The FDA's all-clear sign for Perrigo's Michigan manufacturing plant this week is in some ways an understatement of what must have happened there. Inspectors arrived on March 1 and Perrigo announced its "acceptable regulatory status" on Tuesday, six weeks later.
The re-inspection follows a warning letter from nearly a year ago that cited the generics maker's QC unit for not verifying label accuracy, a step spelled out in the company's standard operating procedures. It also reminded the company that it's been warned before on this count.
"FDA investigators documented your firm's failure to follow standard operating procedures during the last three FDA inspections, as well as in other inspections since 1998," according to the letter.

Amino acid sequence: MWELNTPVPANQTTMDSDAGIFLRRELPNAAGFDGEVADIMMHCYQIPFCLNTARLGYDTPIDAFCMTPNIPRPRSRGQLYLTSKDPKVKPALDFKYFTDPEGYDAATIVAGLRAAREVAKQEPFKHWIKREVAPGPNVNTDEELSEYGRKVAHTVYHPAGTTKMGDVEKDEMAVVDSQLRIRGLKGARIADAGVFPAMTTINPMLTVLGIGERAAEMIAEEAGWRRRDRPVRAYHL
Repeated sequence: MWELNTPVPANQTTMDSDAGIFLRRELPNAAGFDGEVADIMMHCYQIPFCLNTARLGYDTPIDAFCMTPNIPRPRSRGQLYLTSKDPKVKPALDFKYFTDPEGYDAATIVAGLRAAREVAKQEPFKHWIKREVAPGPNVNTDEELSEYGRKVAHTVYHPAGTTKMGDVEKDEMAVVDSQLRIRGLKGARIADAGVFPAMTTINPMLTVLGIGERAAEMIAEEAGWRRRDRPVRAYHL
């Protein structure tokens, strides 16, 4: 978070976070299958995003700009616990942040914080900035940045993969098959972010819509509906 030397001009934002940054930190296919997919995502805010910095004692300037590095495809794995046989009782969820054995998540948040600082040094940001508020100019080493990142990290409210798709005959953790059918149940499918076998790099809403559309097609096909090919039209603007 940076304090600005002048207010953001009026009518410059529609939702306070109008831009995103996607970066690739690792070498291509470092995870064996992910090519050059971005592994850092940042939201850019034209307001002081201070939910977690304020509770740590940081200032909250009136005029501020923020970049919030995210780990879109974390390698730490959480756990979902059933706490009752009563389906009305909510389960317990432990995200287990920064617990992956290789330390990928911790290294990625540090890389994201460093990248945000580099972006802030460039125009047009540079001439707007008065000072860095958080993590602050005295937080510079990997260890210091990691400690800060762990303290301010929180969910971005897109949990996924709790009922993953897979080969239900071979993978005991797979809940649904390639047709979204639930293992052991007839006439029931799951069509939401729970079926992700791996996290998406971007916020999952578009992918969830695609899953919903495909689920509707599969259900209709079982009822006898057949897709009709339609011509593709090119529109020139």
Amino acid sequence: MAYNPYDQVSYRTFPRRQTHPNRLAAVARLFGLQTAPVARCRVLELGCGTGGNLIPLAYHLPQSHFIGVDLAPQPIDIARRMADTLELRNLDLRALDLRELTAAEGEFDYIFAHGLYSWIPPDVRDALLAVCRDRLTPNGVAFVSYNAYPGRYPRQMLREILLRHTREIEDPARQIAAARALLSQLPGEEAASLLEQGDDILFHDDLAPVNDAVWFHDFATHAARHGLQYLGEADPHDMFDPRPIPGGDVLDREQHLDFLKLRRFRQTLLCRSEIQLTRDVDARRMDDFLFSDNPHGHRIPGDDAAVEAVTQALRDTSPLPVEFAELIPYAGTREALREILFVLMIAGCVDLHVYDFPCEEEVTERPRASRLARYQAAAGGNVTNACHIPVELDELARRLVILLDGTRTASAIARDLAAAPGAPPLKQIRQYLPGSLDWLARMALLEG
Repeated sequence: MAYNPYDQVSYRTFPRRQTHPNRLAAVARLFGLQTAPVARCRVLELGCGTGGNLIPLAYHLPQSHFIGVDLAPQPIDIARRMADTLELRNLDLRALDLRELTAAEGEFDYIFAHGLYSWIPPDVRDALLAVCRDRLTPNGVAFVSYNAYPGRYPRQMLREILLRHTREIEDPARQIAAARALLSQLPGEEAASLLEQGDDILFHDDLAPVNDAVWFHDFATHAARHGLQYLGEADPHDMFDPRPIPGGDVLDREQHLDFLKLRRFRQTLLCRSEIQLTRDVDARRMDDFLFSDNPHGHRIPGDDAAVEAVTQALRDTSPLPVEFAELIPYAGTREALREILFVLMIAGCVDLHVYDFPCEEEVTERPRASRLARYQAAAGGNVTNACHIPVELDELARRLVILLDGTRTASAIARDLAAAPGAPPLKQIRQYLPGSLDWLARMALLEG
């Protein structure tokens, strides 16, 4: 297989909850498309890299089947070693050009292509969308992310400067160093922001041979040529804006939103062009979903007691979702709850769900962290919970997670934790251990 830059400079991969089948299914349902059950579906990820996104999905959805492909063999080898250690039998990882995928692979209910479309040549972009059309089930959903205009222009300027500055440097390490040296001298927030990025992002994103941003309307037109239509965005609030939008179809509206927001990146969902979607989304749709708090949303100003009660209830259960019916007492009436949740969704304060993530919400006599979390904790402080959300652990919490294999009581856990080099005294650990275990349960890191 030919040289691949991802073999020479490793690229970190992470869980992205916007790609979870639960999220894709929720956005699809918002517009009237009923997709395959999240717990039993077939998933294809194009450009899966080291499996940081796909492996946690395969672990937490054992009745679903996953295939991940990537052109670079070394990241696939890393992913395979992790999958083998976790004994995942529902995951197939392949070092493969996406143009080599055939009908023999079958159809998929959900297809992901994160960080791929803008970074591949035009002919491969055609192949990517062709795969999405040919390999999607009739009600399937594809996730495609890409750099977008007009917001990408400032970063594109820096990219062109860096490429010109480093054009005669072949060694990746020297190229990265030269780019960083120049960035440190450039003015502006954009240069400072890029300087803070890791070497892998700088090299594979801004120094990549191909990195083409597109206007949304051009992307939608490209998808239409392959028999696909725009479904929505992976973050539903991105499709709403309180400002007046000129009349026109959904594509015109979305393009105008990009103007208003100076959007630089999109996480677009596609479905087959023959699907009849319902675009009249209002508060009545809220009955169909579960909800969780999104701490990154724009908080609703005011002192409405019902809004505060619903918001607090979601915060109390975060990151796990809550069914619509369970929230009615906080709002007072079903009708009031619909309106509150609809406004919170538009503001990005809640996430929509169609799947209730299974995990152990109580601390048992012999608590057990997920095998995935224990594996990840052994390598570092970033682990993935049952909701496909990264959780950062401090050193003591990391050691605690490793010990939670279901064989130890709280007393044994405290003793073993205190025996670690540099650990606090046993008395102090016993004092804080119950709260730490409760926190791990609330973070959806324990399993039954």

Two instances of tablet mix-ups related to poor inspection of packaging equipment were cited as well. One involved the discovery of a brown, round Ibuprofen tablet in a lot of brown, oval caplets. The other involved a mixing of orange and brown caplets.
To get the FDA's OK on the plant, Perrigo likely had to revise SOPs and retrain operators, as well as executives unaccustomed to a culture of quality. The latter might have been the hardest part. As CEO Joseph Papa said in a statement, "We are convinced that this process has made us a better company."
- here's Warning Letter 2010-DT-11
- see the Perrigo statement